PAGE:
6.8. Skin Rejuvenating Effects of Plasma Rich with Platelets and Extracellular Vesicles

There is a significant interest of researchers on the effect of PVRP on the aging skin. Platelet product applications have been widely investigated in aesthetic medicine for their beneficial use in facial skin procedures and skin aging by improving collagen fiber density via activating fibroblasts [210]. The products are applied onto the skin topically or injected intradermally. Contrary to what has been shown for hair restoration, no significant differences in effect on the skin were observed between topical and injected applications [73,204].
In a review by Gupta et al. assessing the quality of platelet-product application studies, 57% of aging facial skin studies and 67% of facial procedure studies were graded as low quality or moderate quality. It was concluded that the most positive effects of PVRP are based on clinical case reports and case series of inconsistent quality [73]. The studies of Hersant et al. found no effect of PVRP in facial aesthetics [211].
The most statistically significant effect of PVRP reported by several authors is the improved appearance of nasolabial folds, photoaging and infraorbital circles [211,212,213]. Additionally, PVRP proved useful in lipofilling procedures. Elnehrawy et al. and Sclafani et al. demonstrated a significant difference in nasolabial fold appearance improvement after PVRP applications [212,214]. Mehryan et al. explored the effect of PVRP intradermal injections on crow’s feet wrinkles and infraorbital dark circles and found a significant improvement in infraorbital color homogeneity, while no significant changes were observed in the wrinkle volume and visibility index, among other parameters [215]. Interestingly, in the area of infraorbital rejuvenation, Neinaa et al. observed that platelet-poor gel injections were more effective than PVRP [216]. In a randomized split-face clinical trial, Alam et al. studied the effect of PVRP injections but observed no difference between the PVRP and saline-infused halves of the face for fine wrinkles. However, they observed a statistically significant difference in the effect of PVRP on photoaging [217].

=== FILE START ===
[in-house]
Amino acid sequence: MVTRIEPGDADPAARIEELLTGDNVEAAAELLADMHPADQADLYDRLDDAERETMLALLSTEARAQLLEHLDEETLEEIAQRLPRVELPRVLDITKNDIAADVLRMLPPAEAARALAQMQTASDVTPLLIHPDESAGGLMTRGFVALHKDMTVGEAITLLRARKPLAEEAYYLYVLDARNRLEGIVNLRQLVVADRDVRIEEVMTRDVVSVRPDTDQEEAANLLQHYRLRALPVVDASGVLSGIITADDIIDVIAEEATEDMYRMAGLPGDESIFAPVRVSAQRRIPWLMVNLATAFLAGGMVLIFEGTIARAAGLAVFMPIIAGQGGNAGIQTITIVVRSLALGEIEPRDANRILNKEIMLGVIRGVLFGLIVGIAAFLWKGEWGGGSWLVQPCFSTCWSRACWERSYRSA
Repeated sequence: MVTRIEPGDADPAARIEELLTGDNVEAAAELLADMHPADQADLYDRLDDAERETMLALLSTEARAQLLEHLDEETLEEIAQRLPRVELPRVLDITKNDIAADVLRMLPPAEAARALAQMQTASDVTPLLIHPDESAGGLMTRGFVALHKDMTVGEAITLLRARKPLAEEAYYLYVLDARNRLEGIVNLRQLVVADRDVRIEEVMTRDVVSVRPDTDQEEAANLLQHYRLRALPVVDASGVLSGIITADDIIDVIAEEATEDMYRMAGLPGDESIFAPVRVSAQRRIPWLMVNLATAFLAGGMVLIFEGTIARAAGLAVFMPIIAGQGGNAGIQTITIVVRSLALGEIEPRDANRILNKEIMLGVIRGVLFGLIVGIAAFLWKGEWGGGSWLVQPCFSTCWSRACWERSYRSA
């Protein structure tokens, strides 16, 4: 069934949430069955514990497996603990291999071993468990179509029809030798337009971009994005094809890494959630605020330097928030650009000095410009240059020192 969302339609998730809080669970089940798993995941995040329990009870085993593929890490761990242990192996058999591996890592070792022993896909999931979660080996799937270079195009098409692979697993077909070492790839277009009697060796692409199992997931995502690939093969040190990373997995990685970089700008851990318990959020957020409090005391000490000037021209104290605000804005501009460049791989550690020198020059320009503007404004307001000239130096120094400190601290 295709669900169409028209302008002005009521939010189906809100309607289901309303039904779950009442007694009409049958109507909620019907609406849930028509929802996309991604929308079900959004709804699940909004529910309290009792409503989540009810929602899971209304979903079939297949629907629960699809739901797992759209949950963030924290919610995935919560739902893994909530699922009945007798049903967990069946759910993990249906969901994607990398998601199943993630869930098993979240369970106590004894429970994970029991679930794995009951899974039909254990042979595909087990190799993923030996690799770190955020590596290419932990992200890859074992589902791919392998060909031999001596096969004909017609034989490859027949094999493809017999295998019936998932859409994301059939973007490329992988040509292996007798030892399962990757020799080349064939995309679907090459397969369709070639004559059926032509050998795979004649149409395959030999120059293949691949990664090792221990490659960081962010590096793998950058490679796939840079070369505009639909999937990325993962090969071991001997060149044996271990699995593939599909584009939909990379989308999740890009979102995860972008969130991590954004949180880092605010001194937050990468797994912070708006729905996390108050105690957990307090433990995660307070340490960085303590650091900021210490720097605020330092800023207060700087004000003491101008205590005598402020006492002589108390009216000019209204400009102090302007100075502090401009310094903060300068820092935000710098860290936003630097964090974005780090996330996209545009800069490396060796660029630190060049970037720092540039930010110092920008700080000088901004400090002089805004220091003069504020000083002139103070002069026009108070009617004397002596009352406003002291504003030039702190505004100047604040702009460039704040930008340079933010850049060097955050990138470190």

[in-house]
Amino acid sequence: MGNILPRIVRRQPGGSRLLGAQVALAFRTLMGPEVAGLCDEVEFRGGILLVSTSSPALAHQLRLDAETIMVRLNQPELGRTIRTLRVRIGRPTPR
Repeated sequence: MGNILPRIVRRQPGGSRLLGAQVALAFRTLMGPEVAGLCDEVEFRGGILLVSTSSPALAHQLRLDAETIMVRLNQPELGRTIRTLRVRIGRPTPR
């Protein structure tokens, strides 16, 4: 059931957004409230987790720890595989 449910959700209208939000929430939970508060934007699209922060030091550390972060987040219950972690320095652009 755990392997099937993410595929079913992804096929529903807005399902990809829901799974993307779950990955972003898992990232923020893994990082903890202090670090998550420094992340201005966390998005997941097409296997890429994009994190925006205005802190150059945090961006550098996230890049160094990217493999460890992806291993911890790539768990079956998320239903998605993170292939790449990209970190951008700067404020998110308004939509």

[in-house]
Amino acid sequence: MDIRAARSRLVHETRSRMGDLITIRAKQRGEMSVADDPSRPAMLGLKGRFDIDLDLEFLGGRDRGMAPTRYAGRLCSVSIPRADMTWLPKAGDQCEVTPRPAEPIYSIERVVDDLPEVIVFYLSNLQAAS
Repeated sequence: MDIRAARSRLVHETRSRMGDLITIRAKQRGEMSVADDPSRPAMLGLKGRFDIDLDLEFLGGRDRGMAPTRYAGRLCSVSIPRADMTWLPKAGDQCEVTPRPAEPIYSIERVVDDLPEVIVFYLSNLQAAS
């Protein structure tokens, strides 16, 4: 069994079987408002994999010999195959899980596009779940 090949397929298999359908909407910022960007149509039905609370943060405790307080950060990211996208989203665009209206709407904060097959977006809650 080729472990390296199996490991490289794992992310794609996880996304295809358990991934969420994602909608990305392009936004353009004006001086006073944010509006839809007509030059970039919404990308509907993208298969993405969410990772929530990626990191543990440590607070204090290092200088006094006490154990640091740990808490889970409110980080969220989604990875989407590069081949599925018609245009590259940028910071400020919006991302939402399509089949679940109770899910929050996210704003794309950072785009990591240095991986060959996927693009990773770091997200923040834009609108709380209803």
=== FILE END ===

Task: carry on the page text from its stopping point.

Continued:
Several studies investigated a synergistic effect of PVRP and other procedures or agents. According to a study by Willemsen et al., it has been observed that PVRP significantly decreased the number of recovery days and improved the facial volume and appearance combined with lipofilling procedures, compared to lipofilling alone [218]. Beneficial combination of topical PVRP application on the skin previously treated for resurfacing with electroporation or CO2 laser has been observed in a study on perioral wrinkles [219]. Shin et al. demonstrated a complementary effect of PVRP and fractional laser treatment for skin rejuvenation. An increase in collagen density and fibroblast count, lower erythema index and objective improvement of skin elasticity were observed [220]. Abuaf et al. performed histopathological analysis of skin biopsies in the investigation group treated with PVRP and the control group treated with saline injections. They demonstrated greater increase in dermal collagen levels in the PVRP-treated group; the collagen level also increased in the saline-treated group, suggesting that dermal thickness is increased not only due to PVRP but also due to skin needling [210]. While nearly all published reviewed literature found some anti-aging potential of PVRP, despite not being able to find statistically significant differences between the investigation and control groups, a study by Yuksel et al. reported fibrosis rather than skin regeneration in the dermis after PVRP injection. The authors emphasized that the observed inflammation and microangiopathy could lead to trophic alteration of the skin, which does not contribute to the anti-aging goal [221].